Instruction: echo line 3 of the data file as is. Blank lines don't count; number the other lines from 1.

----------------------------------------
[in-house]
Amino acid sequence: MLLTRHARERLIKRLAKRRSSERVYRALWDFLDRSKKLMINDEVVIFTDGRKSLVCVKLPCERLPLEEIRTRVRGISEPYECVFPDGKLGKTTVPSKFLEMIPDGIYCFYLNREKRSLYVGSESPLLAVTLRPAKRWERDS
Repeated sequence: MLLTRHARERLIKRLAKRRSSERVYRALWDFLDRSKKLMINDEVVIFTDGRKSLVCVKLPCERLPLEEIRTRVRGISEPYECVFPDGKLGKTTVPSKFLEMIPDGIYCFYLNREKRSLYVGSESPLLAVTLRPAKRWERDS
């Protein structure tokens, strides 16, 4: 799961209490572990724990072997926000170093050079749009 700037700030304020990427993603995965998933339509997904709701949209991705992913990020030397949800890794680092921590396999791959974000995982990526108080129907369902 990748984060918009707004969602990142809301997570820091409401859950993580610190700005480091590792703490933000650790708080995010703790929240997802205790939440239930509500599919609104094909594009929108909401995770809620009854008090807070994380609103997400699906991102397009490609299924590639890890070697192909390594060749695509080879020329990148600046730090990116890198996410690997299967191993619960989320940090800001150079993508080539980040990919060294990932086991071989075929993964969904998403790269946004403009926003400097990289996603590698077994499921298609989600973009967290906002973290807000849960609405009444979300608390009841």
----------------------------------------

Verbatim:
Repeated sequence: MLLTRHARERLIKRLAKRRSSERVYRALWDFLDRSKKLMINDEVVIFTDGRKSLVCVKLPCERLPLEEIRTRVRGISEPYECVFPDGKLGKTTVPSKFLEMIPDGIYCFYLNREKRSLYVGSESPLLAVTLRPAKRWERDS